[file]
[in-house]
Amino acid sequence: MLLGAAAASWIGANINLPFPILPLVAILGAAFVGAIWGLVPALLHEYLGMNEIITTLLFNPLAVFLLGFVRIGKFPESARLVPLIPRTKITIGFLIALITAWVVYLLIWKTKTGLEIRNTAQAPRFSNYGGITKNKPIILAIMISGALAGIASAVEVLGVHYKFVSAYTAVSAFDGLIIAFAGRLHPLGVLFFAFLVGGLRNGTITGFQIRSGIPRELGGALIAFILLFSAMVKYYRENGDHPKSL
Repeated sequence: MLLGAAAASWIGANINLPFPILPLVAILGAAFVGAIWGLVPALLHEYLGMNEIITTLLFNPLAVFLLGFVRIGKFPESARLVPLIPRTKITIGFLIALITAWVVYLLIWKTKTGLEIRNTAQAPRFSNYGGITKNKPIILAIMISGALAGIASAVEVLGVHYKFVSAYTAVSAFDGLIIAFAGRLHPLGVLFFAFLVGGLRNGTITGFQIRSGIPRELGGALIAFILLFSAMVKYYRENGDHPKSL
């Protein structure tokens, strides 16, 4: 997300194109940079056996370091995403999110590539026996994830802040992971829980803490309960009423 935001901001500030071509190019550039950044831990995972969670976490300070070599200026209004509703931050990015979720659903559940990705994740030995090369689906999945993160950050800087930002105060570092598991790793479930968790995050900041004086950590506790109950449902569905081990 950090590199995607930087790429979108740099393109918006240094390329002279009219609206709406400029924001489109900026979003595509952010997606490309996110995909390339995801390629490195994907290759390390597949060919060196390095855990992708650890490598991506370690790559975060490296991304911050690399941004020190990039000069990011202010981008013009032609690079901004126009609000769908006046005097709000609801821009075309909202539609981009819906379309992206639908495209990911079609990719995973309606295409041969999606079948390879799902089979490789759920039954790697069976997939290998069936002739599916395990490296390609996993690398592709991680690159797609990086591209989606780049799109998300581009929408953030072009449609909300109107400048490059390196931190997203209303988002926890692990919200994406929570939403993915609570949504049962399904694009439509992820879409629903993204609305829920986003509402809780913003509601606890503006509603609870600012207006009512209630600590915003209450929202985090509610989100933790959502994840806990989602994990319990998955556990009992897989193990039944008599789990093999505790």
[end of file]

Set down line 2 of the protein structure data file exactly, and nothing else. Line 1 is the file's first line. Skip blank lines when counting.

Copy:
Amino acid sequence: MLLGAAAASWIGANINLPFPILPLVAILGAAFVGAIWGLVPALLHEYLGMNEIITTLLFNPLAVFLLGFVRIGKFPESARLVPLIPRTKITIGFLIALITAWVVYLLIWKTKTGLEIRNTAQAPRFSNYGGITKNKPIILAIMISGALAGIASAVEVLGVHYKFVSAYTAVSAFDGLIIAFAGRLHPLGVLFFAFLVGGLRNGTITGFQIRSGIPRELGGALIAFILLFSAMVKYYRENGDHPKSL